On July 8, the UN Security Council voted for the creation of a new mission — the United Nations Mission in the Republic of South Sudan (UNMISS) — that came into being on July 9, 2011. According to UNSC Resolution 1996, UNMISS has a mandate focusing on consolidating peace and security in the Republic of South Sudan through the promotion of political accommodation, democratic governance, conflict mitigation, rule of law and security sector reform, as well as the protection of civilians. The mission includes up to 7,000 military personnel, as well as up to 900 civilian police personnel, and a civilian component, including human rights experts.
Canada strongly supports the UN-mandated mission as part of the government's ongoing commitment to lasting peace and stability in Sudan and South Sudan. Canada will continue to deploy Canadian police officers to support UN peacekeeping operations in South Sudan, and members of the Canadian Forces will participate in this mission as part of Operation Soprano.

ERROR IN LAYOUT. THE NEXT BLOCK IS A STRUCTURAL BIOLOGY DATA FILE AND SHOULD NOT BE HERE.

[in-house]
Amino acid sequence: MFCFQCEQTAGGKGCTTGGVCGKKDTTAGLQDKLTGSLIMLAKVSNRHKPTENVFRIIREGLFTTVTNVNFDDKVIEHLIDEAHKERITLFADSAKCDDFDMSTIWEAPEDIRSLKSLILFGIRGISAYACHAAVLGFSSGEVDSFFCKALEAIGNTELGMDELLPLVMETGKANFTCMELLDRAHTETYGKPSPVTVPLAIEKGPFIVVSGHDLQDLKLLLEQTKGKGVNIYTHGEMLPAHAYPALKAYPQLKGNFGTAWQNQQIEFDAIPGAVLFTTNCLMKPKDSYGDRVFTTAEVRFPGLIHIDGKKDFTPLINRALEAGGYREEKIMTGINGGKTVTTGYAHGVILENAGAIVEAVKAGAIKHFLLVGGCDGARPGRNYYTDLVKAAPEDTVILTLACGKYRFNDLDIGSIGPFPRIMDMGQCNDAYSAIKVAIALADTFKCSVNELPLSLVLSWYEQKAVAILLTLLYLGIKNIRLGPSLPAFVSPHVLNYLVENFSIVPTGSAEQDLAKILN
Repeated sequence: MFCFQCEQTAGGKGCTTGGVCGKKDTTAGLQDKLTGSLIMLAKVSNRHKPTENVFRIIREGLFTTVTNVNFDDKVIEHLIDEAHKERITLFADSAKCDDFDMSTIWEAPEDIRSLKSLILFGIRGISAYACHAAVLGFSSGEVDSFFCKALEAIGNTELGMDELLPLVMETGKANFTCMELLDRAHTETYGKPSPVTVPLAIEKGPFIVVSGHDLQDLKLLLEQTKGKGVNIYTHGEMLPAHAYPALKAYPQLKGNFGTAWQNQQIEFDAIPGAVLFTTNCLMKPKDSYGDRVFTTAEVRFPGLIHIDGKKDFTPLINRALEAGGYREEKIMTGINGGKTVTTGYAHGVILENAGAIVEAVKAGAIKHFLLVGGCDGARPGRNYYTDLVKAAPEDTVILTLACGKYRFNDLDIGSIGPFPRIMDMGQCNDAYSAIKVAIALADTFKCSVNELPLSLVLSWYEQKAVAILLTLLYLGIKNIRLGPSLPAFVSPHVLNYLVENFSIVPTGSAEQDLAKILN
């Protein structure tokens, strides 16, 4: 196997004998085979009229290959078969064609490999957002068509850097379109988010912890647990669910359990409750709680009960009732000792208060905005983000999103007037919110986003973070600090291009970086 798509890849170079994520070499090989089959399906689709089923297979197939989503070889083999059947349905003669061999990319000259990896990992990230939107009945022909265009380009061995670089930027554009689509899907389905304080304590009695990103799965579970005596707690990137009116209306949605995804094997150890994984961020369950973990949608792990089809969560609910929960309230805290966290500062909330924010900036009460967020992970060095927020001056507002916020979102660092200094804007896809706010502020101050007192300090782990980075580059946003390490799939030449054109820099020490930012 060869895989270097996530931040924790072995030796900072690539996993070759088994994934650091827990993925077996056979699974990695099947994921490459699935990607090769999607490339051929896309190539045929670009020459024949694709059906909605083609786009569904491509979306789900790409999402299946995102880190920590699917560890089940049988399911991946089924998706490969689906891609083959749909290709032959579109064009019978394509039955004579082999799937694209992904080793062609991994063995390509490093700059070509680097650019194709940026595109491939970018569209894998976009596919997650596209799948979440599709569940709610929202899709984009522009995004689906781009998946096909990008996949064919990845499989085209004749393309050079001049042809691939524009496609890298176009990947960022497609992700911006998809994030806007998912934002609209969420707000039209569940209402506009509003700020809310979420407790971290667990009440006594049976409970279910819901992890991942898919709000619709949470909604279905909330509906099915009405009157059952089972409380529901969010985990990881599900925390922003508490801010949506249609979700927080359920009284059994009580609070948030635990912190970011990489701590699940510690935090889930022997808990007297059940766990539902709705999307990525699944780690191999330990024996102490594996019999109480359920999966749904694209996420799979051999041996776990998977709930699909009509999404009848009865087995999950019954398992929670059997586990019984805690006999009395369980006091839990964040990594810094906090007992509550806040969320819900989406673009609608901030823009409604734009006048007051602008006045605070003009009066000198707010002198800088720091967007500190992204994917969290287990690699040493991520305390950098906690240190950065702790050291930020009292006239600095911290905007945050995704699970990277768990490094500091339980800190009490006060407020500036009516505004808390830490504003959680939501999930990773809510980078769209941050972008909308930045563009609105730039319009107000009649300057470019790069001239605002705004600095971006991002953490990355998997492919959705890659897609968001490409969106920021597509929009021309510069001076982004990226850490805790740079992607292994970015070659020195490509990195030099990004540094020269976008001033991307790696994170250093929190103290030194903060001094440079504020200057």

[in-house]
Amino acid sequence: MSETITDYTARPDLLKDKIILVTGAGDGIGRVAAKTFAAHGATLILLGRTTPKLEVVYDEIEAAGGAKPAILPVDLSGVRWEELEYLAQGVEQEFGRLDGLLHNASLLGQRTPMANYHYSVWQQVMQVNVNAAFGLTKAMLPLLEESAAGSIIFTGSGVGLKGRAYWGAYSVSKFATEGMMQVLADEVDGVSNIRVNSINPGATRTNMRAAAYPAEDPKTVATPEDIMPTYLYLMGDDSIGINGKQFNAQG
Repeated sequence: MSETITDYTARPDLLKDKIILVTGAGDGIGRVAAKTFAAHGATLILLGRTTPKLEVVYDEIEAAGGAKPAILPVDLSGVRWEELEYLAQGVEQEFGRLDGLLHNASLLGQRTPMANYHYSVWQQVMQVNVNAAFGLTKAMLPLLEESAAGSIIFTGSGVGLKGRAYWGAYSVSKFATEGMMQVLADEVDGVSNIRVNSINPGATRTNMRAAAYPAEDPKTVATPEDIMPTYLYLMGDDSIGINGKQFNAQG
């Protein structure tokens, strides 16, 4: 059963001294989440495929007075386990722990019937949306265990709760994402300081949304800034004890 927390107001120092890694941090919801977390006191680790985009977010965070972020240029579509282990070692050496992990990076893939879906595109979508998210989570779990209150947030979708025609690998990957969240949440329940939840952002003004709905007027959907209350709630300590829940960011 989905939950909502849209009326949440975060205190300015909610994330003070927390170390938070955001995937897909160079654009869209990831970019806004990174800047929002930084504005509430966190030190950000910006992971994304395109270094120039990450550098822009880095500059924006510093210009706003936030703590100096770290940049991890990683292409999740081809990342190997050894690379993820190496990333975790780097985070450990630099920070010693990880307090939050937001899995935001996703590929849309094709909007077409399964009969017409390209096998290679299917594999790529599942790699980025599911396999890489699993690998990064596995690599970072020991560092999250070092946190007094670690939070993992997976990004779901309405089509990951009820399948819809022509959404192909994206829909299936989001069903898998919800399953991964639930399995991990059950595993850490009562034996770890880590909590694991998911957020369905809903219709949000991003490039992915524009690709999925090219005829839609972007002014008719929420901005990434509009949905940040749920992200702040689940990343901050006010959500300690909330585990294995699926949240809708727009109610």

On July 5, 2012, the United Nations Security Council renewed UNMISS' mandate for another year.
Canada provided support to the United Nations Peacekeeping Mission in the Sudan (UNMIS). This mission was established by UN Security Council Resolution 1590 on March 24, 2005. It was mandated to monitor the implementation of the Comprehensive Peace Agreement (CPA), which was signed in January 2005 and ended the Second Sudanese Civil War. As part of the implementation of the CPA, UNMIS provided support for national elections held in April 2010. The mission also conducted patrols to monitor and report on ceasefire violations, assisted with the disarmament, demobilization, and reintegration of combatants, and supported preparation for the 2011 referendum.
Canadian Forces personnel and civilian police officers participated in UNMIS. The Canadian Forces were deployed as part of Operation SAFARI and the civilian police worked with the South Sudan Police Service to increase their capacity and promote the rule of law.
Close to 60 countries contributed military, police and civilian peacekeepers to this mission. The mandate of UNMIS terminated on July 9, 2011, following the secession of South Sudan and the conclusion of the CPA.
Learn more: Canada and Peace Operations